Provided by: passwd_4.8.1-2ubuntu2_amd64
useradd - create a new user or update default new user information
useradd [options] LOGIN useradd -D useradd -D [options]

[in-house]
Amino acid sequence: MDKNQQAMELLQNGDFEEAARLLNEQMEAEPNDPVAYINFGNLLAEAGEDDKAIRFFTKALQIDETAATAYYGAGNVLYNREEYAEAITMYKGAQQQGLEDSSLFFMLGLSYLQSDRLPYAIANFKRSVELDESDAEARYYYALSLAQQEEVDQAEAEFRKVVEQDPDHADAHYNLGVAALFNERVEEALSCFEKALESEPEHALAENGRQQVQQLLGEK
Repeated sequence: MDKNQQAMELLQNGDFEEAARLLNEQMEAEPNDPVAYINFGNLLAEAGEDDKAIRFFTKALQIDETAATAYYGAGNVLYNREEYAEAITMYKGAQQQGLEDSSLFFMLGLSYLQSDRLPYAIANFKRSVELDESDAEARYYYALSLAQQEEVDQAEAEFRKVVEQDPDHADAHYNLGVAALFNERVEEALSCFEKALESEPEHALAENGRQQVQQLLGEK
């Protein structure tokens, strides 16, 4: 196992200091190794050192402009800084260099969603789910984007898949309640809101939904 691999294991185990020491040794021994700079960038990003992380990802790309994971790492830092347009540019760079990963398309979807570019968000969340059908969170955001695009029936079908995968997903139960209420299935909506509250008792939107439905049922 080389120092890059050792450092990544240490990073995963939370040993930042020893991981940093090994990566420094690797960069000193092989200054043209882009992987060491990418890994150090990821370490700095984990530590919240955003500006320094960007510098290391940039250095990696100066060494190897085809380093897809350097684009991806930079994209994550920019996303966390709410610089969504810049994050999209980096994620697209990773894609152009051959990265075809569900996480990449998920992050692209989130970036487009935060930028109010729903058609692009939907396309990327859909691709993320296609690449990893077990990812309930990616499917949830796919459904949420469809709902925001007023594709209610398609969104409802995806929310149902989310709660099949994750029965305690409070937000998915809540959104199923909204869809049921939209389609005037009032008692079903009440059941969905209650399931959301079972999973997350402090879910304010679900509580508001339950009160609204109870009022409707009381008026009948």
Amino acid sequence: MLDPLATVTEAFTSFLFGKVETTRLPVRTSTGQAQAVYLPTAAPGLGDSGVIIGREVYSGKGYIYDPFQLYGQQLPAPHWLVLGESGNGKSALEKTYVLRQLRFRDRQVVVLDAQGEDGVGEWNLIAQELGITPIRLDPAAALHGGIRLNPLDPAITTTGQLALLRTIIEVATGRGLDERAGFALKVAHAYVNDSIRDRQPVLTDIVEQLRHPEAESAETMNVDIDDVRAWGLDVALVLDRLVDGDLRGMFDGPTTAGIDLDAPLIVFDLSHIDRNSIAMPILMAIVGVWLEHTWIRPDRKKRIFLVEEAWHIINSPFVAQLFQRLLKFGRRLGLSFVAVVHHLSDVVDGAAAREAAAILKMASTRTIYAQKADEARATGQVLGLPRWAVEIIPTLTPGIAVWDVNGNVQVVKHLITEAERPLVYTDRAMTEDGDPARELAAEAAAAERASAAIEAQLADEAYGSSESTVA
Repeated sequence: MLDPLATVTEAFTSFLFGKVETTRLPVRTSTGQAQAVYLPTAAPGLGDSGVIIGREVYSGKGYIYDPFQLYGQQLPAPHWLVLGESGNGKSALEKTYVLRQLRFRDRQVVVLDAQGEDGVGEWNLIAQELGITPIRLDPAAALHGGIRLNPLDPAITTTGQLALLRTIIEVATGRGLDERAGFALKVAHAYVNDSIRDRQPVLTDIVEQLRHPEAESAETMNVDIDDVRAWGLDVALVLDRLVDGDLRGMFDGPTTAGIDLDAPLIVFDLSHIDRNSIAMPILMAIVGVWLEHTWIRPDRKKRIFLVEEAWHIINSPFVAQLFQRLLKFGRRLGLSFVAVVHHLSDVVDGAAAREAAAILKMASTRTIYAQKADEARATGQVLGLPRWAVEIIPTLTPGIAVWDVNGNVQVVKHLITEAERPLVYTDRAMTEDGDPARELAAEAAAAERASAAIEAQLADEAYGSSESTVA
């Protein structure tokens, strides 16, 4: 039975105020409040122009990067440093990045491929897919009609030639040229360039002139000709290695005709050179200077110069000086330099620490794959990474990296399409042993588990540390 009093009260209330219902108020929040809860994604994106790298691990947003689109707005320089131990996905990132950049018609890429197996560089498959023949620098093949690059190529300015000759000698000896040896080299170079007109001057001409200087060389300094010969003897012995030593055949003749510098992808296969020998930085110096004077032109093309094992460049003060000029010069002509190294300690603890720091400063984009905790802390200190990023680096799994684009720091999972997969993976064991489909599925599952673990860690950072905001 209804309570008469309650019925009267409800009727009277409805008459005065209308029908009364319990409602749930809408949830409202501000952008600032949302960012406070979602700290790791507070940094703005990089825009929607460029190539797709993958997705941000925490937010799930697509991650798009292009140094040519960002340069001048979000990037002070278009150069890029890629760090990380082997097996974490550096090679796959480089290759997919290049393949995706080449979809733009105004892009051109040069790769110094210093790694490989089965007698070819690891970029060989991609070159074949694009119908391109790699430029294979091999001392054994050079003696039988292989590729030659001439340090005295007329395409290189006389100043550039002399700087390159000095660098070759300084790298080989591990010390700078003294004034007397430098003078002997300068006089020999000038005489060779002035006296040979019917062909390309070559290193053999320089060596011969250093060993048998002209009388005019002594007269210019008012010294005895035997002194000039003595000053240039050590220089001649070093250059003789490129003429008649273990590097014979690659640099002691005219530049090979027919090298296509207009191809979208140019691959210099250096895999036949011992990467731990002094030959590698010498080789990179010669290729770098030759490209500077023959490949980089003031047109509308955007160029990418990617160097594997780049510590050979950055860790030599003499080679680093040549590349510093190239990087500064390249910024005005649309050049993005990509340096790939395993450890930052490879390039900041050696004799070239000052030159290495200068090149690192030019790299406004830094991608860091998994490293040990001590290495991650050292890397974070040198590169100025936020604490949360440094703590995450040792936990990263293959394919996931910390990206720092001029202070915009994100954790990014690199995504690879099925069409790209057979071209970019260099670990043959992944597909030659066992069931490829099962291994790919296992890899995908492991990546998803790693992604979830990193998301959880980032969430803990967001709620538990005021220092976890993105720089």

useradd is a low level utility for adding users. On Debian, administrators should usually use adduser(8) instead. When invoked without the -D option, the useradd command creates a new user account using the values specified on the command line plus the default values from the system. Depending on command line options, the useradd command will update system files and may also create the new user's home directory and copy initial files. By default, a group will also be created for the new user (see -g, -N, -U, and USERGROUPS_ENAB).